They are... 'international people'; they are 'global citizens' who left their homes and travelled, some of them to the West.... 70 percent 'joined the jihad' in a foreign country, and 'many of these joined in a Western country'. They were recruited -- or rather, 'they self-recruited themselves'... after leaving home and travelling abroad....

Sageman believes there must be something in the global experience that plays a role in pushing the subjects who travelled towards the new terror networks. 'It's not just the homesickness. You also need to have some kind of script. These guys are lonely, and then they hear this narrative, from radical mosques and so on, which says: "You guys are unhappy because you are excluded from society and the reason you're excluded from society is because there is a crisis of values. It's because of the corruption of the West, because of greed and decadence, and you have to fight against it."... Sageman talks of the role of radical mosques in providing homesick Muslims with a means for venting their spleen, and sometimes providing them with links to other, perhaps violently minded individuals.

If this analysis is correct, and I think it is, it actually eases some of the problems we face in infiltrating these groups. The dangerous places aren't in alien lands, but in our own cities. It should be easy to arrange for American "Muslim" operations officers to drift into the mosques of London or Paris. Claiming to share the disaffection with the Western decadence, and sharing in fact the sense of being in a foreign land, they would appear to be natural compatriots. The education level favored by our intelligence services is right, too.

That being so, there is no excuse for a continued failure to infiltrate. Bureaucracy is not an adequate reason to fail in the task.

Google Search: france vietnam


Last Bastille Day, we pointed to a news story on French "partnership" with the Communist government of Vietnam. A year on, how's that partnership doing?

France ranks 1st among EU Investors in Vietnam

France, Vietnam to boost infrastructure & education cooperation

France Expects New Dimension in Vietnam Relations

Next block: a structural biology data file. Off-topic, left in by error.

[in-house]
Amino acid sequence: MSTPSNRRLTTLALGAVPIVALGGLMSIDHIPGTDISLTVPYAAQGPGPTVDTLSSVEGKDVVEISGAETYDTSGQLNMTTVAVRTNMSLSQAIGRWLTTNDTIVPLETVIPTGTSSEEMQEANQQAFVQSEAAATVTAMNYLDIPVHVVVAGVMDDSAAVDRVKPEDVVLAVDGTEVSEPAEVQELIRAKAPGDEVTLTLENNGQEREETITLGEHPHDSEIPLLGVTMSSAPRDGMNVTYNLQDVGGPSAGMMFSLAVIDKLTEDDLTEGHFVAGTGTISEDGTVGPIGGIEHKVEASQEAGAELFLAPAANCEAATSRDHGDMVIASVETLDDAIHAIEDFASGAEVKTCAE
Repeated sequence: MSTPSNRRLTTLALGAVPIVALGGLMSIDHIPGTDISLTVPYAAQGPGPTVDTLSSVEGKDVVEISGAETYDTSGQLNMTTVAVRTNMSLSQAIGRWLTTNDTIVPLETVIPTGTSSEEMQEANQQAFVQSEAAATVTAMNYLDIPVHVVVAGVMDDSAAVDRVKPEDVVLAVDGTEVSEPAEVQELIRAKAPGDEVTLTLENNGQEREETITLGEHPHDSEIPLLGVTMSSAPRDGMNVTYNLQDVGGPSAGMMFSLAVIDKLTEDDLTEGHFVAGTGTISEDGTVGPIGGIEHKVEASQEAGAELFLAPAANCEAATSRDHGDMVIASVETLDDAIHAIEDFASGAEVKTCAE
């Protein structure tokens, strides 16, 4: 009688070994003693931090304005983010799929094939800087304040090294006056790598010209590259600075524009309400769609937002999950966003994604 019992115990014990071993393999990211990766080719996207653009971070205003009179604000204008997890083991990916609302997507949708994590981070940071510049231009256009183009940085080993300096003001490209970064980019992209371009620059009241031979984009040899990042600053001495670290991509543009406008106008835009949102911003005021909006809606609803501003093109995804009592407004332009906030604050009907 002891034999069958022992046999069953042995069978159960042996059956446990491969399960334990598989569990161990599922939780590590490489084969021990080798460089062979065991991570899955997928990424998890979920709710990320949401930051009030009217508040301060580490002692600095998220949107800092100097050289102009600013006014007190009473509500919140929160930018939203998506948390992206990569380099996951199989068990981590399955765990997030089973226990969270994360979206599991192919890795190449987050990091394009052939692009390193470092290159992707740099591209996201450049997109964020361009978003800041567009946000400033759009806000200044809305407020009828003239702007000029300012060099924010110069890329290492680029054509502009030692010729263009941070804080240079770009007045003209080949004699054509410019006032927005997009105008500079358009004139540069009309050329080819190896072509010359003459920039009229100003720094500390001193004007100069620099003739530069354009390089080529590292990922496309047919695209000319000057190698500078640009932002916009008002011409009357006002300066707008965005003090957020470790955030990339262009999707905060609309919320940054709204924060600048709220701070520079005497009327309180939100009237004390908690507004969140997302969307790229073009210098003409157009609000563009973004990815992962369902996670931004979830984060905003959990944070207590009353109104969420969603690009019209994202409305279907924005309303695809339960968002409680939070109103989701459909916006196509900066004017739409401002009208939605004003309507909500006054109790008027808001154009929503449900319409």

So the French strategy has worked in Vietnam, at least. Lose war, surrender, let US pick up slack, and then conduct "diplomatic relations" behind our back until the profit margin soars. Nice work, lads, nice work.

Belmont Club

Belmont Club:

Another disturbing, but excellent, post from the Belmont Club. It begins:

The International Herald Tribune describes what happened to a woman on a commuter train north of Paris.
The woman was mistakenly identified as a Jew by six men of North African and African origin, who surrounded the victim in what at first appeared to be an attempt to steal her stroller ... One of them said, 'She's a rich kid.' And then he added, 'There are only Jews in the 16th,'" the police spokesman said. "Nothing in the name of the young woman or where she lives has any Jewish character," the spokesman added. The attackers cut the victim's clothing, slightly wounding her in the process, and cut off a lock of her hair, "as a souvenir," one of the attackers is reported to have said. After slashing the stroller, the six attackers overturned it. The baby fell to the ground and suffered a mild bruise, the police said. The men stole a credit card and E200 from the woman, before getting off the train after it pulled into Sarcelles, which is about 17.4 kilometers, or 11 miles, from Paris.
The incident is also reported in the New York Times with one omission. Here's the omission.
About 20 people saw what happened, but none came to the aid of the victim, the police said, adding that only two passengers approached afterward.
Wretchard points out several non-violent alternatives to simply not aiding the victim. They may be of interest for those of you disinclined to violence yourselves. (Those of you who are not have already thought this through.) As he points out, the first thing is to decide never to let yourself be cowed by the cruel. After that, do what you can.

L'actualit� internationale sur

No Joy in Paris:

In Le Figaro today, there is an article on Neoconservatives. It begins:

La derniere victoire des neoconservateurs est inscrite en toutes lettres dans la plate-forme electorale du candidat... democrate.